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genoa



I knew long before going on holidays that I'd be heading to Italy this year. My last trip was in 2005, so a return trip was long overdue. I've been to Rome, Florence and Venice a few times before and Sicily but wanted to visit an area I'd not visited before. I thought about going to Matera. Then I thought about going to Molise but when I saw my brother's photos from Genoa and the Italian Riviera, I was sold and borrowed his Italian travel guide and planned my itinerary.




First destination was Genoa and from there down the Italian Riviera to Santa Margherita Ligure and Portovenere before heading across to Florence and Rome for some eating and shopping.



Genoa is a vibrant, noisy port city and my accommodation was down on the docks near the Maritime Museum.



I arrived about 6.30 the first night and went for a walk in the old town, which are filled with narrow laneways called caruggi.



I had 3 days in Genoa and bought a museum card so naturally I visited a few museums. Most museums are housed in palazzos and if you ever wondered the derivation of palatial, a walk through one of these mansions would confirm your suspicions.



 They are magnificent in all their frescoed glory.



The art gallery is housed in 3 palazzo, but most of the artwork is housed in the Palazzo Rosso and Bianco.



The Palazzo Rosso has a mirador from which you can view all of Genoa. I was taken up there by one of the museum attendants and it was a warm day so I didn't stay up there for too long.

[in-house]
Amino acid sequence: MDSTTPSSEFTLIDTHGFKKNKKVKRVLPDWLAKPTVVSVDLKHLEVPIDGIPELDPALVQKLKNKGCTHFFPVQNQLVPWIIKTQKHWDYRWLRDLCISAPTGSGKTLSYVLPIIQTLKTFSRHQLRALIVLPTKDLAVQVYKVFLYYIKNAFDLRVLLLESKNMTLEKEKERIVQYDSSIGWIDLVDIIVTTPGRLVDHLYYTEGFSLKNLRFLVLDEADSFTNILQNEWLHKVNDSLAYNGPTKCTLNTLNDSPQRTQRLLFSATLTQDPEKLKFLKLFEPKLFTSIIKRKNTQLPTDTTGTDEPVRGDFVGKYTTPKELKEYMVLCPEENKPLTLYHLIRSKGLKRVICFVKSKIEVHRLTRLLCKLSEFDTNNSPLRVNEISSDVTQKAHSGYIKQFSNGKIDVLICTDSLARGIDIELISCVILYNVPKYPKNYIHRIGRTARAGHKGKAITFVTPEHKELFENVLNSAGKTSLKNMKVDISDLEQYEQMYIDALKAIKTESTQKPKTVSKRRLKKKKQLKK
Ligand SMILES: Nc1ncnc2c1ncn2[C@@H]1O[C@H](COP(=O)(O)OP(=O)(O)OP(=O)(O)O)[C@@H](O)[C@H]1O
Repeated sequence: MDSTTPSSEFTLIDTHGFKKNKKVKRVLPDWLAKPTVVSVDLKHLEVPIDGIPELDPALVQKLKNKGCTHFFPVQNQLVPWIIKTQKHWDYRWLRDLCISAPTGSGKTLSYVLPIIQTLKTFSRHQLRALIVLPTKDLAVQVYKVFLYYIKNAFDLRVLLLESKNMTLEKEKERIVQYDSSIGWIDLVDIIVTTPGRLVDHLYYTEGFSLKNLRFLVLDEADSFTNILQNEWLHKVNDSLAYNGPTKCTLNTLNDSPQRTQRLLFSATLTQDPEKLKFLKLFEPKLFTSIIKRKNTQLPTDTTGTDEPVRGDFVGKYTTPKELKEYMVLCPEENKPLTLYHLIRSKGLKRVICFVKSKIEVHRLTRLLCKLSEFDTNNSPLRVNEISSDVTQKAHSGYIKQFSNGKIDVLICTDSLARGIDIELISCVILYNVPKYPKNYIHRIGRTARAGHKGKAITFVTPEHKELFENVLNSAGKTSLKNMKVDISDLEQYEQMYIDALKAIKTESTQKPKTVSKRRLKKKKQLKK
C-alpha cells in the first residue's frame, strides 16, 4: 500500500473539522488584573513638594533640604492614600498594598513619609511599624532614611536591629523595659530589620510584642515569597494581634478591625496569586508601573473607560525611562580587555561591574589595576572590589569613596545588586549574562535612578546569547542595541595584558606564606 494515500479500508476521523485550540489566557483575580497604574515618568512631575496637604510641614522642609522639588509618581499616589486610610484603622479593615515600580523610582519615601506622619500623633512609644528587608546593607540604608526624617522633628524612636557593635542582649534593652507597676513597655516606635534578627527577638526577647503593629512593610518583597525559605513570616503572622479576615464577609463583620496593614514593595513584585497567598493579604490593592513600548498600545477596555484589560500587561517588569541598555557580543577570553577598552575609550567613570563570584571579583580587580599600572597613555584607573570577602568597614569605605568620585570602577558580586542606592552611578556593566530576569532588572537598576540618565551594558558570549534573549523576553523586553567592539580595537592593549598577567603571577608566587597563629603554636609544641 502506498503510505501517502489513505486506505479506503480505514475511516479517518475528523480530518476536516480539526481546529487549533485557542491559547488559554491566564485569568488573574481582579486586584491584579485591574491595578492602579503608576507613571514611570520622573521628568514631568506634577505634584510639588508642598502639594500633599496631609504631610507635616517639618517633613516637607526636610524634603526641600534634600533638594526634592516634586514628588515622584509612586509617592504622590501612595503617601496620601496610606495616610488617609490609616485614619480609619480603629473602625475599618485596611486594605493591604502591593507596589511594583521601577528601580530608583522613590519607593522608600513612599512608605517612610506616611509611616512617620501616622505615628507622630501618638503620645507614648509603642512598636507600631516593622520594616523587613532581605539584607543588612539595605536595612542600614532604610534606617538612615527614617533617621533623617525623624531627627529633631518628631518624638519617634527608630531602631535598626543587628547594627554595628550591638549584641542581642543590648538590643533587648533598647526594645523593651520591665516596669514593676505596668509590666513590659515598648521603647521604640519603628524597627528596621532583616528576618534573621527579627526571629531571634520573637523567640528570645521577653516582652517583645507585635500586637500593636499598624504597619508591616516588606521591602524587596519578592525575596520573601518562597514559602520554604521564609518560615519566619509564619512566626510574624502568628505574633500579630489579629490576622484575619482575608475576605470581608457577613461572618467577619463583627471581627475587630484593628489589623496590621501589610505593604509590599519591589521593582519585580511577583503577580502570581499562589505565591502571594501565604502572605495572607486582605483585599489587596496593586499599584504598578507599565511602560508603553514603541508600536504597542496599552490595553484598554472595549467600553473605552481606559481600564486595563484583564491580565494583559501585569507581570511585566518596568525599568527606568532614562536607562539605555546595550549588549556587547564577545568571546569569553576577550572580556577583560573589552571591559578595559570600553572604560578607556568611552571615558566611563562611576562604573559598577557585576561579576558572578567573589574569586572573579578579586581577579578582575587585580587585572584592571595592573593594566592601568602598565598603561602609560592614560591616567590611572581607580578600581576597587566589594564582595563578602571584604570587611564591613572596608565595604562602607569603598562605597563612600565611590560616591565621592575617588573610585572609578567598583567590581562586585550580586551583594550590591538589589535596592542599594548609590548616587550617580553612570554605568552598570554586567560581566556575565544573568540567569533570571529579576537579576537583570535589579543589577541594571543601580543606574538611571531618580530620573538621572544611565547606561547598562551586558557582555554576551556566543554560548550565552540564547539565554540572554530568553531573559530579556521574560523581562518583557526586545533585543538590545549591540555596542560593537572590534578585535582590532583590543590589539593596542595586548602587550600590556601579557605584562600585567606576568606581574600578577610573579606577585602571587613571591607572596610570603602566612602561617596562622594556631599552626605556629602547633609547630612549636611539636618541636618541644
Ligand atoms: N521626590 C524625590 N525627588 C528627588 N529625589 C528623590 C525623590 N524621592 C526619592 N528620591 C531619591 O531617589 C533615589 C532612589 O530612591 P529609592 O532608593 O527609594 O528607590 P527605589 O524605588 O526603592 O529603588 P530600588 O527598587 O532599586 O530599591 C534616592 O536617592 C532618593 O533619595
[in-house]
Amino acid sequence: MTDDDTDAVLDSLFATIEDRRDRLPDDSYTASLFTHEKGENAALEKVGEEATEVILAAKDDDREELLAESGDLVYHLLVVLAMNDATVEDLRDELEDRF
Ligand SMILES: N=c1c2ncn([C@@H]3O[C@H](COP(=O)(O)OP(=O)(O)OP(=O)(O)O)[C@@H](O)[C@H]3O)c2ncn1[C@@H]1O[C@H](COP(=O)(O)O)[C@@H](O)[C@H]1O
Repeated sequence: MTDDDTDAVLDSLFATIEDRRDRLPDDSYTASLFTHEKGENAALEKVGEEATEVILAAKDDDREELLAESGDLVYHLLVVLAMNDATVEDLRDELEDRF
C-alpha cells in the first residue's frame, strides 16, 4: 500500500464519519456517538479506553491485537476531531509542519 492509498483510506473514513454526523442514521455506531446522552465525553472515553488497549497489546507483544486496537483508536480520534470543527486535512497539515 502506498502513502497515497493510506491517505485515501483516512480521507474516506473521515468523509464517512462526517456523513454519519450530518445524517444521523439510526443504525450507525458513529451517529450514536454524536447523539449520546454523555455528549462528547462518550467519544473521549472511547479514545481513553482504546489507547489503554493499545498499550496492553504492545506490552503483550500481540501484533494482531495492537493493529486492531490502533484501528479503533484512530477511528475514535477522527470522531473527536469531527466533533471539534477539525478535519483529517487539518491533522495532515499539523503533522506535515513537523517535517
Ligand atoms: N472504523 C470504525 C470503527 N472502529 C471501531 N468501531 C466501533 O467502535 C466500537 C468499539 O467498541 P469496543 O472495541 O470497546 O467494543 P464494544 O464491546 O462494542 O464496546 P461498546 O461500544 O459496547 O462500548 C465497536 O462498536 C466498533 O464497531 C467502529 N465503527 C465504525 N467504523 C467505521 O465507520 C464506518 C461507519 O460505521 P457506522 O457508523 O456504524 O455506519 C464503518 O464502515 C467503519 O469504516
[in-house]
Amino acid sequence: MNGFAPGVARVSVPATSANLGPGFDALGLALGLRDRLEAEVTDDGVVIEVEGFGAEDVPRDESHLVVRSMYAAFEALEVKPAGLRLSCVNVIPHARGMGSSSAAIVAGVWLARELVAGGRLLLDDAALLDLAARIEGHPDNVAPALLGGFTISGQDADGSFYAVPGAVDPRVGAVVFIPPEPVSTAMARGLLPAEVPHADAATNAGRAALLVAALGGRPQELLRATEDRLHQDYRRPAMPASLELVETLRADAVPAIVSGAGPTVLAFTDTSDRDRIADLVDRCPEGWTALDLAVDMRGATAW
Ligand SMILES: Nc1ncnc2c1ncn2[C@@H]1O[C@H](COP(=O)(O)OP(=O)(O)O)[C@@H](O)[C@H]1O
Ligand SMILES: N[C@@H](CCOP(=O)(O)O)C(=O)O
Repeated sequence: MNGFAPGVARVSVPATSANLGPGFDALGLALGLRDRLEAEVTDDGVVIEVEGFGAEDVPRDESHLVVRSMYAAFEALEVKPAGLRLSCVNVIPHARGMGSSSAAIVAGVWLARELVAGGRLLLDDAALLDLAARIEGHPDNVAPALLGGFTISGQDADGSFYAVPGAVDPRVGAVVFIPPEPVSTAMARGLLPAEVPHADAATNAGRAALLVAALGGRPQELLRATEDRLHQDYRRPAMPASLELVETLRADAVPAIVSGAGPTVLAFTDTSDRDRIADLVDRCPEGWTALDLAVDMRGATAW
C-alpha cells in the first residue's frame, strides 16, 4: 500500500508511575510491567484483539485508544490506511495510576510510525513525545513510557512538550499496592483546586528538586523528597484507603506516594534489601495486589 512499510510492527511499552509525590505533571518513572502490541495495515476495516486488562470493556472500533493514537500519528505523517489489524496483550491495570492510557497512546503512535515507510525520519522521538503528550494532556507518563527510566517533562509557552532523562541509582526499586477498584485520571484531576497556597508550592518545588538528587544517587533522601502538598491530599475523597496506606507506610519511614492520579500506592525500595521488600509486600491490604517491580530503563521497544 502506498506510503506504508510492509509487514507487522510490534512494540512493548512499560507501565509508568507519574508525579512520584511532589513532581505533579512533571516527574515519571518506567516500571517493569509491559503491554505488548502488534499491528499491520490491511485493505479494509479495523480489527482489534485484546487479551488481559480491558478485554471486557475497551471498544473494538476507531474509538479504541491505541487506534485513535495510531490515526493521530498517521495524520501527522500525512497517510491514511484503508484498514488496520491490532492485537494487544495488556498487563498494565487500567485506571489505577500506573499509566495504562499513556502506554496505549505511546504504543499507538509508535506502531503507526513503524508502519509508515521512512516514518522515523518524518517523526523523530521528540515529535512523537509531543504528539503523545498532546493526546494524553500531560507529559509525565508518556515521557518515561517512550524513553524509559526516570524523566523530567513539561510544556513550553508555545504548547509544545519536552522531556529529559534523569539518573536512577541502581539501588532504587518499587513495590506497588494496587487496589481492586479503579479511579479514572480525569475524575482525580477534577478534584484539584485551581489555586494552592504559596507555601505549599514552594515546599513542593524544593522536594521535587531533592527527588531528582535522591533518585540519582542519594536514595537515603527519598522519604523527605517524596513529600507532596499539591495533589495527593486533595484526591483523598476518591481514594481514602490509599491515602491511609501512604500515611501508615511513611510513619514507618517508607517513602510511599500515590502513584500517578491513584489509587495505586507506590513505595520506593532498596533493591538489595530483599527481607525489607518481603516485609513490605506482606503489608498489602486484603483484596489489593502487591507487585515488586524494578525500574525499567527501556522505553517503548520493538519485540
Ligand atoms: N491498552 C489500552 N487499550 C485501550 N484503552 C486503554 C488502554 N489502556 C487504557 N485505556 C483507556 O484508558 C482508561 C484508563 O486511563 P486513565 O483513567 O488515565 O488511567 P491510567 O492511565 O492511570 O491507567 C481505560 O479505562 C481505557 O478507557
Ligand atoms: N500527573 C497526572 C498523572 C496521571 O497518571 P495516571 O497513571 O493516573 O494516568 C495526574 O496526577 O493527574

The church is guarded by a few of these lions.



Not far away is another church, the Gesu. 



Most of the churches are located in lively piazzas with cafes, focaccarias and gelataria.




Each alleyway morphed into another vibrant piazza. By the end of my stay I could navigate my way confidently around the caruggi. 




At the start I had to leave a trail of breadcrumbs so I could find my way home.




Before venturing into any more museums I took a ride in one of Genoa's elevators for a birds eye view of the city.




but I walked back down again.


I found all sorts of interesting things as I made my way around the city.



Most of the banks are located in palazzo on Via Garibaldi formerly known as Strada Nuova or new street. Many of these palaces were open to the public the weekend I was in town.



This vespa was parked around the corner from the Palazzo Spinola, my favourite palazzo.



The Palazzo houses an art gallery but it's real treasures are found in the family apartments.



Complete with a mirrored room, because every palazzo needs one as I was to discover.



I could see an imposing building from my apartment which I learned was the Palazzo Reale.



Dripping with artworks



and the obligatory hall of mirrors complete with chandeliers. Nothing says success like excess seems to have been their motto!



By my last day I was museumed out and as it was a Sunday, most of the shops weren't open. I'd planned to catch a ferry to Camogli but didn't have enough time to unload my shopping from Eataly and get back in time. 



Parking genovese style


I roamed around the closed shopping streets and walked around the dock area which was buzzing.



I hope you enjoyed my visit to Genoa, which was unexpectedly enjoyable. The city is a bit rough around the edges but it's filled to bursting with art treasures and the food was great. There are plenty of tourists in town but in manageable numbers unlike Florence. 

Next blog post will be about the Italian Riviera, so until then.

Bye for now,

Jillian
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